Deep Tissue Hyperthermia
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Cancer Treatment Centers of America (CTCA) offers deep tissue hyperthermia, an innovative technology used in conjunction with radiation therapy or chemotherapy, to treat certain cancerous tumors deep in the pelvic or abdominal regions of the body.
Where Is it Being Offered?
In January 2011, CTCA at Southwestern Regional Medical Center in Tulsa, Oklahoma became the third hospital in the country to offer the BSD-2000 Hyperthermia System.*
In June 2011, CTCA at Eastern Regional Medical Center in Philadelphia, Pennsylvania acquired this technology.
Although centers throughout Europe have been using hyperthermia for years, the machine is not widely available in the United States.
What Cancer Types Does it Treat?
Formerly a national investigational research study, deep tissue hyperthermia is now FDA-approved to treat cervical cancer in conjunction with radiation therapy. This may be a promising option for cervical cancer patients who can no longer receive chemotherapy.
Deep tissue hyperthermia is also being investigated in conjunction with radiation therapy or chemotherapy for the treatment of other abdominal and pelvic-area tumors (e.g., prostate, soft tissue sarcoma, endometrial, ovarian, uterine, rectal, bladder, colon, pancreatic and gastric). This may be promising for patients with locally advanced, persistent or recurrent deep tumors of the pelvis.
Another treatment option for patients who may not qualify for deep tissue hyperthermia may be local hyperthermia, which treats tumors closer to the skin surface.
How Does it Work?
Prior to this procedure, a CT scan is performed to precisely locate the tumor area. During the deep tissue hyperthermia treatment, one temperature probe is placed along the gluteal fold and two to three more are inserted into naturally occurring orifices, to accurately monitor external and internal temperatures during the treatment.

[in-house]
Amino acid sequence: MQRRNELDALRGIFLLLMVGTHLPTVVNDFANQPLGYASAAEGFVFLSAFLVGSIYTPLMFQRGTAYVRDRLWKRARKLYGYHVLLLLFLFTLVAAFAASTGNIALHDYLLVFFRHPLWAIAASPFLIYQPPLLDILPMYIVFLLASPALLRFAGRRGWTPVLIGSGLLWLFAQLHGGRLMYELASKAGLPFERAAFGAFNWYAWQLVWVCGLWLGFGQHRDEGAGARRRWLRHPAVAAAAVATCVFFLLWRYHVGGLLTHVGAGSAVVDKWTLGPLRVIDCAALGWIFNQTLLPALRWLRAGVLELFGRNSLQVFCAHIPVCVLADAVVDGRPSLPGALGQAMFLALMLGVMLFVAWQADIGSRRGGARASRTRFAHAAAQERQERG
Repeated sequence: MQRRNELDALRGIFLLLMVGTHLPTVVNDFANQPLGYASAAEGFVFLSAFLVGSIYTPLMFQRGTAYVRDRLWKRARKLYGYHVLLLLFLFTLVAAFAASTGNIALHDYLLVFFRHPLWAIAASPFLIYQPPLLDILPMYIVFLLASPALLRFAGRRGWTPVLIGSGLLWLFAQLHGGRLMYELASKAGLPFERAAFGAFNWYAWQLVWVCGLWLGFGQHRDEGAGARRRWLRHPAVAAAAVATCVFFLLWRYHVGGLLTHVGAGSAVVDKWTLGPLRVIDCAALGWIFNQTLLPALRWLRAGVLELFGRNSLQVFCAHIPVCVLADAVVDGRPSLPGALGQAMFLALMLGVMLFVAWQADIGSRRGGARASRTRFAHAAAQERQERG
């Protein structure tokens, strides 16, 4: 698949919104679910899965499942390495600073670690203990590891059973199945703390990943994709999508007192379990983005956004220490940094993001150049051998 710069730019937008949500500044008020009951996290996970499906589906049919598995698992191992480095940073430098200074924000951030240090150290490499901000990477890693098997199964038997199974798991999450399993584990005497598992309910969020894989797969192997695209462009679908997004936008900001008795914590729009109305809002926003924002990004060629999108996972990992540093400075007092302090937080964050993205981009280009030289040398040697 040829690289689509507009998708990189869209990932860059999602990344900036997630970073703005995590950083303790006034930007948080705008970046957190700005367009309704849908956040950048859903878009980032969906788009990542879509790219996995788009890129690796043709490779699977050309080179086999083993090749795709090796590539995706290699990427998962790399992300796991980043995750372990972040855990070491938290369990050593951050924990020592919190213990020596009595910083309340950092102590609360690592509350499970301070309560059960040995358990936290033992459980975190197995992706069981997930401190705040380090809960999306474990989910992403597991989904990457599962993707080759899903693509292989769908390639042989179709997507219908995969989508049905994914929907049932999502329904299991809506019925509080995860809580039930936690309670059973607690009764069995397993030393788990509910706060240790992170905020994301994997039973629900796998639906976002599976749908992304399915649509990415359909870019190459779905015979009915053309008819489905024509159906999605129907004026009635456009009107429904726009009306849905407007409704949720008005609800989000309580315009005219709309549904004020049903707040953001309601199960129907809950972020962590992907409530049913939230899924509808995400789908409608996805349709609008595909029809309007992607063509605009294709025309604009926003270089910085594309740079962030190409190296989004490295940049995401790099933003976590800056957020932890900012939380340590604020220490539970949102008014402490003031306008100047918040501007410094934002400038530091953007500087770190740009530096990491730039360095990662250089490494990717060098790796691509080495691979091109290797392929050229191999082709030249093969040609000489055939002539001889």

A water-filled applicator is then placed over the patient’s abdomen and focused electromagnetic energy (radio frequency energy) is directed at the tumor, heating the tumor to a temperature between 104oF to 107oF, which is about the temperature of a standard hot tub.
Deep tissue hyperthermia dilates blood vessels around the tumor, causing oxygen-carrying red blood cells to spread into the tumor.
When the patient is later exposed to radiation treatment, the radiation reacts with the high levels of oxygen in the tumor, potentially destroying the cancer cells.
When the patient receives chemotherapy after deep tissue hyperthermia, the increased blood flow to the tumor area potentially brings more chemotherapy to the tumor.
The heating effect is monitored and can be turned down if it becomes too hot. It immediately stops when the equipment is turned off.
The deep tissue hyperthermia treatment can take up to two hours and is typically performed twice a week for the duration of the radiation or chemotherapy treatment.
What Are the Potential Advantages?
The machine is designed to reach tumors that are located more than 3 cm under the skin surface.
Cancer cells may be weakened or destroyed, while healthy tissue is usually not damaged.
Side effects are generally minimal.
*Please note: At that time, the BSD-2000 Hyperthermia System was being offered to a limited number of qualified clinical study participants under an FDA-approved protocol.
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